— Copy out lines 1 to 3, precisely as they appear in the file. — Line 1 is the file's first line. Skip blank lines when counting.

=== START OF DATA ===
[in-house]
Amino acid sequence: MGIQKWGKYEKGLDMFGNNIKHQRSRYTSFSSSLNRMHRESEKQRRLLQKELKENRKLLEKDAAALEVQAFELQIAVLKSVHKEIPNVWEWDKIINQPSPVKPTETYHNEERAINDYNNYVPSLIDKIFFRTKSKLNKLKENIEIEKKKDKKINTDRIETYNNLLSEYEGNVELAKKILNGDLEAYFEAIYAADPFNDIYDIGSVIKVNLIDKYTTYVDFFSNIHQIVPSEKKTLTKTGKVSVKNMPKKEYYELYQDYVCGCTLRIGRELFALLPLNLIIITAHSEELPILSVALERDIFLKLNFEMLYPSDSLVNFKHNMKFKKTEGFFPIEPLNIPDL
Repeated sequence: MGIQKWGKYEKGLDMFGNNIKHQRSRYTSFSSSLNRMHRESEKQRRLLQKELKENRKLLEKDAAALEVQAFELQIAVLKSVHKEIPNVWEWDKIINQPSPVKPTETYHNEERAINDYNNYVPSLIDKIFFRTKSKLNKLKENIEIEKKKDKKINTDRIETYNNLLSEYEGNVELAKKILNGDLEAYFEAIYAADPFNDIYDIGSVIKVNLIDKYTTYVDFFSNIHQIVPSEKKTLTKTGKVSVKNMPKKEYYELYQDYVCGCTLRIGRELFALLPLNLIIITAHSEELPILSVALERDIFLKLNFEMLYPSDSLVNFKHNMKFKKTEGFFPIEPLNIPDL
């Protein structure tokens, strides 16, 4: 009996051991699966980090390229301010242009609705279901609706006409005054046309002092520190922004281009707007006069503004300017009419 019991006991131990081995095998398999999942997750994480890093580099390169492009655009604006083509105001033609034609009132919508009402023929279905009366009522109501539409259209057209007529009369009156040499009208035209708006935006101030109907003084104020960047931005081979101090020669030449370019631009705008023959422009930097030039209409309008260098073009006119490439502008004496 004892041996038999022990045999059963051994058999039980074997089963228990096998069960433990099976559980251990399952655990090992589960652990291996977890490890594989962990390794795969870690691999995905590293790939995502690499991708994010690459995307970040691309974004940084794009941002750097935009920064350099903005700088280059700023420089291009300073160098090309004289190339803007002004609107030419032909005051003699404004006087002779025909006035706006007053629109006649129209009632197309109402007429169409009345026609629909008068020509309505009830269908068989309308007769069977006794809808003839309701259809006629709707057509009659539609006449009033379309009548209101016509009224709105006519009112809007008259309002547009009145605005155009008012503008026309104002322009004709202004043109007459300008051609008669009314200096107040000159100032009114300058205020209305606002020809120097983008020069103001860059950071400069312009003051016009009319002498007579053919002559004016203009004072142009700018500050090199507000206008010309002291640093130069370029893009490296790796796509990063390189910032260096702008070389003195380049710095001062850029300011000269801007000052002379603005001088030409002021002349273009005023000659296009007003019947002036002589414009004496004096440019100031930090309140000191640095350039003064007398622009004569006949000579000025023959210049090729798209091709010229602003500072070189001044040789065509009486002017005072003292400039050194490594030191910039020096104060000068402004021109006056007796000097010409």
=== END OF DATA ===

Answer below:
[in-house]
Amino acid sequence: MGIQKWGKYEKGLDMFGNNIKHQRSRYTSFSSSLNRMHRESEKQRRLLQKELKENRKLLEKDAAALEVQAFELQIAVLKSVHKEIPNVWEWDKIINQPSPVKPTETYHNEERAINDYNNYVPSLIDKIFFRTKSKLNKLKENIEIEKKKDKKINTDRIETYNNLLSEYEGNVELAKKILNGDLEAYFEAIYAADPFNDIYDIGSVIKVNLIDKYTTYVDFFSNIHQIVPSEKKTLTKTGKVSVKNMPKKEYYELYQDYVCGCTLRIGRELFALLPLNLIIITAHSEELPILSVALERDIFLKLNFEMLYPSDSLVNFKHNMKFKKTEGFFPIEPLNIPDL
Repeated sequence: MGIQKWGKYEKGLDMFGNNIKHQRSRYTSFSSSLNRMHRESEKQRRLLQKELKENRKLLEKDAAALEVQAFELQIAVLKSVHKEIPNVWEWDKIINQPSPVKPTETYHNEERAINDYNNYVPSLIDKIFFRTKSKLNKLKENIEIEKKKDKKINTDRIETYNNLLSEYEGNVELAKKILNGDLEAYFEAIYAADPFNDIYDIGSVIKVNLIDKYTTYVDFFSNIHQIVPSEKKTLTKTGKVSVKNMPKKEYYELYQDYVCGCTLRIGRELFALLPLNLIIITAHSEELPILSVALERDIFLKLNFEMLYPSDSLVNFKHNMKFKKTEGFFPIEPLNIPDL